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A 2021 study found that two types of mouthwash, Listerine and prescription mouthwash Chlorhexidine, disrupted the COVID-19 virus within seconds of use in laboratory conditions.1 However, more evidence is necessary to confirm mouthwash can kill COVID-19 with regular daily use.
Moreover, these findings do not confirm mouthwash can reduce virus transmission, which Listerine corroborated.9
Research on how mouthwash affects COVID-19 is still developing. For now, scientists and medical professionals don’t consider antiseptic mouth rinses effective COVID-19 treatments.
The 2021 study from Rutgers School of Dental Medicine found four mouthwashes that disrupted the COVID-19 virus:
However, they found that only Listerine and Chlorhexidine did so without impacting the skin cells inside the mouth. These cells are an essential protective barrier, so significant skin cell death is dangerous.
While antiseptic mouthwashes may potentially help prevent the viral transmission of COVID-19, researchers need more information before they can confirm that.
Further studies from 2020 also found that certain mouthwashes may reduce the viral impact of COVID-19.
One found that Dequonal, Betadine, and Listerine could reduce viral activity by up to three orders of magnitude to background levels.2 Another found three oral rinses with hydrogen peroxide as an active ingredient could reduce COVID-19 by 90 to 99%.3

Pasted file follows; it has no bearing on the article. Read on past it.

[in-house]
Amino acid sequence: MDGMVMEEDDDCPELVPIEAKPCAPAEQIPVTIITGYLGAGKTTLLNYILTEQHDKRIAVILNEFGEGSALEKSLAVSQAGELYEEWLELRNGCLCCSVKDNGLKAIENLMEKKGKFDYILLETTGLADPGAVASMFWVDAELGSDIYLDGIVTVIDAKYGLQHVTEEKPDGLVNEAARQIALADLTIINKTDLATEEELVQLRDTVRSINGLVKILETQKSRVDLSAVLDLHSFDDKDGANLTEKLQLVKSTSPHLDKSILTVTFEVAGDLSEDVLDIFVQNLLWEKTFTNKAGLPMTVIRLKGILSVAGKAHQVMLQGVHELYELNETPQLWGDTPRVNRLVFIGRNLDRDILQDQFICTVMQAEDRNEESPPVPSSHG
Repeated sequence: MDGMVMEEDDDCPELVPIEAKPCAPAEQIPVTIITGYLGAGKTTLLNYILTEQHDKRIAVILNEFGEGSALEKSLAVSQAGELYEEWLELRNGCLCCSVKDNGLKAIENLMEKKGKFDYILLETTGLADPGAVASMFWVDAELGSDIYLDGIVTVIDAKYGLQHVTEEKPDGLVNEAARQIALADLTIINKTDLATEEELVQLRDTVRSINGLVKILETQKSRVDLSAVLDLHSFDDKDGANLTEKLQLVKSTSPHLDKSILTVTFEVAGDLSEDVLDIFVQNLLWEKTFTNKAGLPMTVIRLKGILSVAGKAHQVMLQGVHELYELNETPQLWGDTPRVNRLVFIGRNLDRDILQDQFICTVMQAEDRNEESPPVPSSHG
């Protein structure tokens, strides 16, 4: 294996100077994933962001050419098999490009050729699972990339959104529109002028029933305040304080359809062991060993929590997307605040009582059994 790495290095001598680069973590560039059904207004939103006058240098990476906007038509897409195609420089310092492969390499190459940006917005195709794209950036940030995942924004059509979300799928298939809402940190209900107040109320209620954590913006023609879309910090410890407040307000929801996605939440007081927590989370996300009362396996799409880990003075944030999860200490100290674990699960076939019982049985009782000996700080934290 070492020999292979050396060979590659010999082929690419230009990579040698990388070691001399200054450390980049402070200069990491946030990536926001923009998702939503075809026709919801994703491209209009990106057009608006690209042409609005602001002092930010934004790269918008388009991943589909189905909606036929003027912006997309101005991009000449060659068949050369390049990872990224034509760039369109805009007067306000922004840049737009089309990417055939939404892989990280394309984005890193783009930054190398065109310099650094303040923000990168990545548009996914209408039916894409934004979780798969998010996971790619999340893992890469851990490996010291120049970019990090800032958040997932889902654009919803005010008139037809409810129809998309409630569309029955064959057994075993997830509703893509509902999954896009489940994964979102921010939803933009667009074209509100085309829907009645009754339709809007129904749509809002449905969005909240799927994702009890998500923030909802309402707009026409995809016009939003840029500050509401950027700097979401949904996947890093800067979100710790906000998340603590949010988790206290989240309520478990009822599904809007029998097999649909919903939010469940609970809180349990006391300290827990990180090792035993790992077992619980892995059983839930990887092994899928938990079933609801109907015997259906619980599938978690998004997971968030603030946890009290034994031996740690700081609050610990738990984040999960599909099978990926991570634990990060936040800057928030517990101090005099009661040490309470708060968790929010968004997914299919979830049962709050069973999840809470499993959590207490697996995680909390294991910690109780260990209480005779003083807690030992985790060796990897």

These mouthwashes are:
Despite promising findings, scientists urge the public not to rely on mouthwash to kill or reduce COVID-19 until more clinical evidence is gathered.
Scientists are actively researching whether nasal rinses can combat the viral load and transmission of COVID-19.
One study from Pennsylvania State University College of Medicine noted that the over-the-counter (OTC) saline nasal rinse (Neti Pot) had no effect on COVID-19 in the nasal cavity.
However, they found that a 1% baby shampoo nasal rinse solution could inactivate more than 99% of the novel coronavirus in the nasal passages. It inactivated over 99.9% of COVID-19 after 2 minutes of contact.3
Other studies show that an antiseptic nasal spray may effectively kill COVID-19 in as little as 15 seconds.7
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